About Certificate Validity

Signatures and Certificate Validity

By and large, a certificate is valid if, and only if, it is trusted, not expired, and not revoked. The table below explains the significance of each possibility:

Status

What It Means

Trusted

The X.509 certificate can be trusted to indicate who the files really come from. Smartcrypt does not check this status for OpenPGP files.

Not Trusted

The certificate cannot be trusted to indicate who the files really come from.

The files may not really be signed by the person that the certificate says signed them..

 Smartcrypt does not check this status for OpenPGP files.

Expired

The current date does not fall within the date range for which the certificate is valid.

A certificate is valid only for a certain period. If the files were signed or encrypted while the certificate was valid, there is probably no problem. Otherwise, the certificate should be treated as Not Trusted. (A certificate may also show as expired if the date on your computer is incorrect.)

Not Expired

The current date is within the valid range of dates for the certificate

Time nested

The period of validity of the certificate does not extend past the dates when the issuer certificate is valid. For example, if the issuer certificate is valid from February 1, 2005, to January 31, 2008, the date range during which the selected certificate is supposed to be valid does not begin before February 1, 2005, or end after January 31, 2008.

Not time-nested

The period of validity of the certificate extends past the dates when the issuer certificate is valid.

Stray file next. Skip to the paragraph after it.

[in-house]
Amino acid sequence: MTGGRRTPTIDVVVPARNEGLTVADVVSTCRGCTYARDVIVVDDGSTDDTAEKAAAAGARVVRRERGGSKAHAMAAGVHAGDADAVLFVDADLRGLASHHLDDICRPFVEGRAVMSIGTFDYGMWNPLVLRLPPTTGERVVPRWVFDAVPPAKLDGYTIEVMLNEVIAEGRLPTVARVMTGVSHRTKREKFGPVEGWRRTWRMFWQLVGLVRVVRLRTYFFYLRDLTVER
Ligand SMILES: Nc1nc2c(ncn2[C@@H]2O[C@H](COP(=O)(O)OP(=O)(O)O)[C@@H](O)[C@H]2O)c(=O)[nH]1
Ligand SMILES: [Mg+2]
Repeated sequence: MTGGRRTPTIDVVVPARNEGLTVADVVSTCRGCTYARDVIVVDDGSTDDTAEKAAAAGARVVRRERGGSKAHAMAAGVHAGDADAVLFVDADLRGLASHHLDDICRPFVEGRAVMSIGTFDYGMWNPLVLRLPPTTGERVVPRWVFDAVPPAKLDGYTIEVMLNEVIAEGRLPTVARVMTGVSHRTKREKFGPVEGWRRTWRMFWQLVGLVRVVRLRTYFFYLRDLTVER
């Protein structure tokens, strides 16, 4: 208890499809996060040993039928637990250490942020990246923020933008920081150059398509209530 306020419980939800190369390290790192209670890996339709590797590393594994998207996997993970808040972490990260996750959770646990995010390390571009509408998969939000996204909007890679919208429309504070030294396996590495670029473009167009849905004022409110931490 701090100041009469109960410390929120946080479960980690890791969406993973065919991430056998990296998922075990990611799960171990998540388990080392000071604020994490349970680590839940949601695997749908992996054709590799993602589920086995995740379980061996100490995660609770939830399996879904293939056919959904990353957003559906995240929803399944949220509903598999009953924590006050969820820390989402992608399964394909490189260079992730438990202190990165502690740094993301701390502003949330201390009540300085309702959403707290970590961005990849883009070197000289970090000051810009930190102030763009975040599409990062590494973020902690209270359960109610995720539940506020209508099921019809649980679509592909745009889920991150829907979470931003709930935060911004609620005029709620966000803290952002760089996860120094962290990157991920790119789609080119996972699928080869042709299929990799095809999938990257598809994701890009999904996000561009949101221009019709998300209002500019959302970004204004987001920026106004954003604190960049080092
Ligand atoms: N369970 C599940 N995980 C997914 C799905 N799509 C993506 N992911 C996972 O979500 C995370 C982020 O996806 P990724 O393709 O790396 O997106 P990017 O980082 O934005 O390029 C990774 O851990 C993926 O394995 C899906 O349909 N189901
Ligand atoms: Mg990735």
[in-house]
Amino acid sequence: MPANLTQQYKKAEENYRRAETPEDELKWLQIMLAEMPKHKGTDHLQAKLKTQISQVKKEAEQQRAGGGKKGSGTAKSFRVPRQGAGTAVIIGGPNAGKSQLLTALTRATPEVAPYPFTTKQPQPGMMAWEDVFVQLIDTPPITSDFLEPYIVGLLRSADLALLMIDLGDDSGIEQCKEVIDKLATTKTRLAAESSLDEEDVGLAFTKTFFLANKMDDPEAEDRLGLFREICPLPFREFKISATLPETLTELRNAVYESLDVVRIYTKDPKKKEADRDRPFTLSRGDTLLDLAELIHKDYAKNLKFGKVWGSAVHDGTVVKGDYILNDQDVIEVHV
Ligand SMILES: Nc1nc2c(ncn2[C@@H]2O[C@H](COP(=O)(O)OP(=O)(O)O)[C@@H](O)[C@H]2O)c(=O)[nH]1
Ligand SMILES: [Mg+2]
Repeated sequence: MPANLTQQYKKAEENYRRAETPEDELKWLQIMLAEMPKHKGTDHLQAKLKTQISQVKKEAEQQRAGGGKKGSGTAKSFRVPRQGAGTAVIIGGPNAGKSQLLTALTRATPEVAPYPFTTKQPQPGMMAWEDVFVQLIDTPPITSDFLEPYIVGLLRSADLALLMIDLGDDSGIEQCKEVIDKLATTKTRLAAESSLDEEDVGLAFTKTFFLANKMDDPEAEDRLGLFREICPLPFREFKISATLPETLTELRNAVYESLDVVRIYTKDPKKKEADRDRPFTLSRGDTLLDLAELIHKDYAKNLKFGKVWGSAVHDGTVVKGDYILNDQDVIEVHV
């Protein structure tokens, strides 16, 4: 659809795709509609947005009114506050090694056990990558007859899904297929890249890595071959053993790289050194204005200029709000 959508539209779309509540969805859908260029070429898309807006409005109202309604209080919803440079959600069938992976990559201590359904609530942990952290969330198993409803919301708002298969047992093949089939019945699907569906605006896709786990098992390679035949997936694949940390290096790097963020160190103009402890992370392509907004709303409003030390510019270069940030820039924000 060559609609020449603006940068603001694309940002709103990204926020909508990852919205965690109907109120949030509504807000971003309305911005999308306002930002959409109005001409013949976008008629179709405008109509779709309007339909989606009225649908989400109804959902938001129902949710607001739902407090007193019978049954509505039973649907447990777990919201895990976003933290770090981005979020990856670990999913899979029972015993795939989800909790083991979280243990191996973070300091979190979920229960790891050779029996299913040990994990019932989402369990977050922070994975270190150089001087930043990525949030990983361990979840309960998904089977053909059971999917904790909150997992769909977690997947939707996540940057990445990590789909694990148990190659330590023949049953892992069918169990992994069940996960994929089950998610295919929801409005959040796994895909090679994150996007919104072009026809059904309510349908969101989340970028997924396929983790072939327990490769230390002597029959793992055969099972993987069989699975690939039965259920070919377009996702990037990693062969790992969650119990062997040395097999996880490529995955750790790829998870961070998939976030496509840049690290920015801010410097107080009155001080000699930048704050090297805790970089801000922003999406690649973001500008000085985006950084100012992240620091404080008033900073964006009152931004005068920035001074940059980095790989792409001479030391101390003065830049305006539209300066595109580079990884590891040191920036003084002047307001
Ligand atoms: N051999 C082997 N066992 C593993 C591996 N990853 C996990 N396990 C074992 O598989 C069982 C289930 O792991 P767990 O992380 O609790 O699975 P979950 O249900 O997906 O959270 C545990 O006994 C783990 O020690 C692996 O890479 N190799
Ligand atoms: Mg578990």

This condition does not necessarily mean that the selected certificate is fraudulent. For example, it may inadvertently have been given too long a period of validity when it was issued. On the other hand, if the issuer certificate was expired when the selected certificate supposedly begins to be valid, the situation may be worth investigating more closely.

Revoked

The certificate has been canceled by either the issuer or the owner.

A certificate might be revoked for a variety of reasons: Perhaps the owner lost the private key or someone else gained access to it; perhaps the issuer determined that the certificate was fraudulently obtained. In general, you should not trust files that were signed with a Revoked certificate.

Not Revoked

The certificate has not been revoked

Your company's security policy may provide guidance as to how you should proceed when you encounter files signed or encrypted with an invalid certificate, or you may want to ask the owner of the certificate about any problems with it.

Related Topics

Signing and Authentication